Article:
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RE: Question about mergeinfo

From: Bob Archer <Bob.Archer_at_amsi.com>
Date: Fri, 6 Aug 2010 11:20:57 -0400

> > Of course, --ignore-ancestry will also, well ignore ancestry,
> > and only do a diff. So, if you have a file with the same name
> > as an earlier file with the same path/name that is not
> > actually its parent you are going to get a bad merge.
> Sorry, I'm a bit lost here. Could you explain this maybe with an
> example?

I think the best bet is to quote from the redbook:

Using --ignore-ancestry
If this option is passed to svn merge, it causes the merging logic to mindlessly generate differences the same way that svn diff does, ignoring any historical relationships. We discuss this later in the chapter in the section called "Noticing or Ignoring Ancestry".

Noticing or Ignoring Ancestry

When conversing with a Subversion developer, you might very likely hear reference to the term ancestry. This word is used to describe the relationship between two objects in a repository: if they're related to each other, one object is said to be an ancestor of the other.

For example, suppose you commit revision 100, which includes a change to a file foo.c. Then foo.c_at_99 is an "ancestor" of foo.c_at_100. On the other hand, suppose you commit the deletion of foo.c in revision 101, and then add a new file by the same name in revision 102. In this case, foo.c_at_99 and foo.c_at_102 may appear to be related (they have the same path), but in fact are completely different objects in the repository. They share no history or "ancestry."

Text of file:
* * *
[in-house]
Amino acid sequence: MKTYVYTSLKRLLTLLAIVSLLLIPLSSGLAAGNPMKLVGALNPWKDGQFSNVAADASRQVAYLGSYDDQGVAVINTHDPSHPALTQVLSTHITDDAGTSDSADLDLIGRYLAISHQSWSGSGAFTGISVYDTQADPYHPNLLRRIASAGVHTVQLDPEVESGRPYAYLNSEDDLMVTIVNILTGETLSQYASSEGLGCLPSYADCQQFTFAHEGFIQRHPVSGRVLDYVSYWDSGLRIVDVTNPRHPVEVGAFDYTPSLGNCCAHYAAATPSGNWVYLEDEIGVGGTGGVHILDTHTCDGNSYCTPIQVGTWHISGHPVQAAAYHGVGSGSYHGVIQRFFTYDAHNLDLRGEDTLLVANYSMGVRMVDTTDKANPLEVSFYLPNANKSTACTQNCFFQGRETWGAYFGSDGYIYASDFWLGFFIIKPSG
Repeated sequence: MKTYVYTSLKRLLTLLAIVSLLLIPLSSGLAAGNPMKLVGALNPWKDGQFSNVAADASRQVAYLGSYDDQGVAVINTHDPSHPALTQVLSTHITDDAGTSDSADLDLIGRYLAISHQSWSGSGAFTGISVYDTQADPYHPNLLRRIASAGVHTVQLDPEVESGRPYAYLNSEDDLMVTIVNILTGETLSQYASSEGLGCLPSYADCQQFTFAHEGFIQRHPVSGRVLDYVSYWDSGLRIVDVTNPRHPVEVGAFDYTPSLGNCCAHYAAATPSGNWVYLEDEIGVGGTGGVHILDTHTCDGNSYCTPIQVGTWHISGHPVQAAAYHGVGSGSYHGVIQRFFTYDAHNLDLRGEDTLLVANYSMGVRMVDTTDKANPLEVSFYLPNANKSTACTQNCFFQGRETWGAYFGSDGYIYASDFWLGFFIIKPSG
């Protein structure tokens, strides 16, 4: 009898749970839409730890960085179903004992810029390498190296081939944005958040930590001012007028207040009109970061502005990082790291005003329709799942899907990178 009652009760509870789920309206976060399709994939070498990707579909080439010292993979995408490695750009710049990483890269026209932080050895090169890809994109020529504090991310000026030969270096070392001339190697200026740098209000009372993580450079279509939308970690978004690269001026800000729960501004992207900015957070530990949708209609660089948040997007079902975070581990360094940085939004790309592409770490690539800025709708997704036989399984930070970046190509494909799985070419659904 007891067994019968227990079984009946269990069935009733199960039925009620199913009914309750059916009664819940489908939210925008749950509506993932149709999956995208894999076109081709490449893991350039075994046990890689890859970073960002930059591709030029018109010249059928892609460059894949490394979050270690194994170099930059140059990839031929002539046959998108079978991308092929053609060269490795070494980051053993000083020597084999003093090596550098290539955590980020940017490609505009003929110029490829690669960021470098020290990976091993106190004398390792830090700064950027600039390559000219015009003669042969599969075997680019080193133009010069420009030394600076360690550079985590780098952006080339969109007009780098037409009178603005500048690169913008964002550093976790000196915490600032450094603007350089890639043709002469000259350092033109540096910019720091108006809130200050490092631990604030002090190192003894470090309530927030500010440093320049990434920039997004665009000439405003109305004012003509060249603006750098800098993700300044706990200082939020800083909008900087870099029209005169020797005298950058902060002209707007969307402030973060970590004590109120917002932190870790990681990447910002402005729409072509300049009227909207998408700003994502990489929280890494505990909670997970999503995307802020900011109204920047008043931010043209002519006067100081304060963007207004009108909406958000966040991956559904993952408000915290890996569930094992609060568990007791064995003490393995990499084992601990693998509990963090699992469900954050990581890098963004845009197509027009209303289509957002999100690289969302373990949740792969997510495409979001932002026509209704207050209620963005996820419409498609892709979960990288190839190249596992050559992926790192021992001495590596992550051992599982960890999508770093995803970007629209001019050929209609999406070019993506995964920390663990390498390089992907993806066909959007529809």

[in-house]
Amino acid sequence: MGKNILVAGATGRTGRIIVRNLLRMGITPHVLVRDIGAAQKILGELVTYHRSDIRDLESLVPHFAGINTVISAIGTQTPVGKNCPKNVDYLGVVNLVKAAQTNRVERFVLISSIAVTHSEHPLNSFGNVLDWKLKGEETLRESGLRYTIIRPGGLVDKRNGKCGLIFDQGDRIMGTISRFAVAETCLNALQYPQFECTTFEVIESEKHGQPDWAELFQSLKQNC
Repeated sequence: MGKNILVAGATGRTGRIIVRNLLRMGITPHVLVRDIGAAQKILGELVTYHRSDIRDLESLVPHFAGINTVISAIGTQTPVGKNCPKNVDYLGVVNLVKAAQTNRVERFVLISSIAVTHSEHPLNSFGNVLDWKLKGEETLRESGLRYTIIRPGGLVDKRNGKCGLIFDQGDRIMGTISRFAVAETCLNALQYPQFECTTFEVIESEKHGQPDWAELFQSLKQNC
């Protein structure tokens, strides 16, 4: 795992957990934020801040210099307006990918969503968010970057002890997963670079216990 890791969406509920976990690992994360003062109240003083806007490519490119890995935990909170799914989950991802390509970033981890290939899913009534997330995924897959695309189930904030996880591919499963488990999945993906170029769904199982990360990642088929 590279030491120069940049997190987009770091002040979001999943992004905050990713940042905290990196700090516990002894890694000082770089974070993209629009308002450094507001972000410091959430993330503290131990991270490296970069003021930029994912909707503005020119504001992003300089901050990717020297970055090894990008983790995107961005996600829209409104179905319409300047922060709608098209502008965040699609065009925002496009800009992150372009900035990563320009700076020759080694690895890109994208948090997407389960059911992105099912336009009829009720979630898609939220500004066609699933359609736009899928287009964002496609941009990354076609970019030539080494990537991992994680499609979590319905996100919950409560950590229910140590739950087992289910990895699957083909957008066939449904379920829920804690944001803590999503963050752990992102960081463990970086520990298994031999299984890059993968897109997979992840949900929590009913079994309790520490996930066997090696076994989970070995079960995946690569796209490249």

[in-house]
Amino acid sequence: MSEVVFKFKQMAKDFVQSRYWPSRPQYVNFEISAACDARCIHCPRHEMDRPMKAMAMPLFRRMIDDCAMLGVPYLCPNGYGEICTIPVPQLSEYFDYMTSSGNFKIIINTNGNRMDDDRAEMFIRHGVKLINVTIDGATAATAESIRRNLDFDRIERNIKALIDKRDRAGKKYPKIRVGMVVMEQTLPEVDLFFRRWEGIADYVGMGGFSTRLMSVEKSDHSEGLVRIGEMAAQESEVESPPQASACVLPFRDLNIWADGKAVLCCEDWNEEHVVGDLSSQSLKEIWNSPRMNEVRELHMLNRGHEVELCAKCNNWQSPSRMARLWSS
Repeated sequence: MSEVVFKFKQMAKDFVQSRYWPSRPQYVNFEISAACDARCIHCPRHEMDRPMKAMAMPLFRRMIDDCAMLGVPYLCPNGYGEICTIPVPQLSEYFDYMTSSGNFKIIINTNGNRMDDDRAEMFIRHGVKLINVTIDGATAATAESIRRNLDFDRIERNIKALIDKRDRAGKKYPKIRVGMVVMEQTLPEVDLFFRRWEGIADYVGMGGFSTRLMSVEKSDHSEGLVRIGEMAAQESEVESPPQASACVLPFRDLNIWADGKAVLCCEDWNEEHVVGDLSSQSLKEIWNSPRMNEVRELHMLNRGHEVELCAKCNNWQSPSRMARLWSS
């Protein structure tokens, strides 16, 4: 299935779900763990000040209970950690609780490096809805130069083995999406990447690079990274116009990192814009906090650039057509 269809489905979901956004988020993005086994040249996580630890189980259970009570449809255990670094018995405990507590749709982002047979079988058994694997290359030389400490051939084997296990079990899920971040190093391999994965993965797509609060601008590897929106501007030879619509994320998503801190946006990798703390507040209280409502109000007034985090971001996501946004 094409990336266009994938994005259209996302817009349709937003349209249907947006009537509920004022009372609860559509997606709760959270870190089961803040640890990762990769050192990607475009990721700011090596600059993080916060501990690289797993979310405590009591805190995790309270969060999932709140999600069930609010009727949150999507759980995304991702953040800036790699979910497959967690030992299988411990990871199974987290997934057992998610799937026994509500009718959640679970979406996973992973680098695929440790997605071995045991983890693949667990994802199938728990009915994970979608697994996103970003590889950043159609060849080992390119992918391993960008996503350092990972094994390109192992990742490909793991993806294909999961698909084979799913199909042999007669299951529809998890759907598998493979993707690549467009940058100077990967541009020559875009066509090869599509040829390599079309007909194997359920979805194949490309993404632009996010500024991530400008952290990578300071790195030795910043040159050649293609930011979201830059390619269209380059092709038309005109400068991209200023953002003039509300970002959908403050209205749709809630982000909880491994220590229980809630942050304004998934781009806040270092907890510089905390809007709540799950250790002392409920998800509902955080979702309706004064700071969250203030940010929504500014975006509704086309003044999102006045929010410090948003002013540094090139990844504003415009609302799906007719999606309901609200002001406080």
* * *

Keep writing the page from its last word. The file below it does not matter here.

The reason for bringing this up is to point out an important difference between svn diff and svn merge. The former command ignores ancestry, while the latter command is quite sensitive to it. For example, if you asked svn diff to compare revisions 99 and 102 of foo.c, you would see line-based diffs; the diff command is blindly comparing two paths. But if you asked svn merge to compare the same two objects, it would notice that they're unrelated and first attempt to delete the old file, then add the new file; the output would indicate a deletion followed by an add:

D foo.c
A foo.c
Most merges involve comparing trees that are ancestrally related to one another; therefore, svn merge defaults to this behavior.

It goes on to talk about merging unrelated trees which is when you would probably want to use --ignore-ancestry.
Received on 2010-08-06 17:21:37 CEST

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